Is Apple’s Night Shift Enough?

The Lighting Research Center (LRC) has published the results of a study investigating the effectiveness of Apple’s Night Shift for lessening the impact of nighttime iPad use on melatonin suppression, a marker of the circadian system. Night Shift permits users of Apple’s portable electronic devices (PEDs)—notably the iPad—to change the screen’s color to “more warm” (less blue light) or “less warm” (more blue light), without necessarily changing its brightness.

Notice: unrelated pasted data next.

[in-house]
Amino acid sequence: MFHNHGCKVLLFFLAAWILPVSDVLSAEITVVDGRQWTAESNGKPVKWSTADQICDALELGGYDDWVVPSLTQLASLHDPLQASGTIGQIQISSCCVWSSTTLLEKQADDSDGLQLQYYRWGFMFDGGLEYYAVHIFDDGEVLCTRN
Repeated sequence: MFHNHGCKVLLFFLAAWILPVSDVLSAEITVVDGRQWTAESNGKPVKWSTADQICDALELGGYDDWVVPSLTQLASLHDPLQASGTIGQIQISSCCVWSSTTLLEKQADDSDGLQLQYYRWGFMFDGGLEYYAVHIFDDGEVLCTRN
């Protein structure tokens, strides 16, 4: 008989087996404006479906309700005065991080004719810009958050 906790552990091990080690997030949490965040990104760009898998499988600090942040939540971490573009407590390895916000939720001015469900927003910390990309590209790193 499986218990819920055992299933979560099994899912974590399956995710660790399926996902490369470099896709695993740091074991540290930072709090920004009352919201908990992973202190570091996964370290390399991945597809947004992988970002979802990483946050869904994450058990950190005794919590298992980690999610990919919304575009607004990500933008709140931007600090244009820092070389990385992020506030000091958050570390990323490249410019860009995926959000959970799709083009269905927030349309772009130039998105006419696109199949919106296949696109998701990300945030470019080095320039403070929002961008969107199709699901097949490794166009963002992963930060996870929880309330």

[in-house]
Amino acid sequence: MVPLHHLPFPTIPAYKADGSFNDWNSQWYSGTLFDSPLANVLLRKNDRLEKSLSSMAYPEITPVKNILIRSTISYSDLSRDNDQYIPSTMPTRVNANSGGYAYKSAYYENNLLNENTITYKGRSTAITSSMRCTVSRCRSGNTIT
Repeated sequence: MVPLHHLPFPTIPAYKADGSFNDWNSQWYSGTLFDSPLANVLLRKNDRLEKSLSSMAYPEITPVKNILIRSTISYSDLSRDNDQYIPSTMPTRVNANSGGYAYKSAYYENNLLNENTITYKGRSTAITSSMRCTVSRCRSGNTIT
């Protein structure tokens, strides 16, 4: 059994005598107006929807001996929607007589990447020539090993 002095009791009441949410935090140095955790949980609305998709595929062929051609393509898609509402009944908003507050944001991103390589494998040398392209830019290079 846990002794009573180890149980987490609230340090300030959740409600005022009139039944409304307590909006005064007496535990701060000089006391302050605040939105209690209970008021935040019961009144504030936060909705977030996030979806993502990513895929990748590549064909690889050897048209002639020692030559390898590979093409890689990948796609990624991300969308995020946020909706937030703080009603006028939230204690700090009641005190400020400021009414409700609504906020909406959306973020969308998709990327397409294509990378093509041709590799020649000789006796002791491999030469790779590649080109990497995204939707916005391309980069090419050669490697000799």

Led by Dr. Mariana Figueiro, the study examined 12 young adults viewing iPads between 11 p.m. and 1 a.m. on four separate nights under four experimental conditions: (1) deliberate melatonin suppression via blue light intervention, (2) dim light with goggles filtering blue light (control), (3) at the extreme warm (2837K) Night Shift setting, and (4) at the extreme less-warm (5997K) Night Shift setting. Results showed that all three non-control lighting interventions significantly suppressed melatonin over the two hours of each study night. More importantly, there was no significant difference between the effectiveness of the two Night Shift settings. The main takeaway is that changing screen color alone is insufficient for limiting the impact of PEDs on melatonin levels in the evening, and that screen brightness should also be reduced. The full study, published by the peer-reviewed journal Lighting Research & Technology, is available at http://journals.sagepub.com/doi/abs/10.1177/1477153517748189.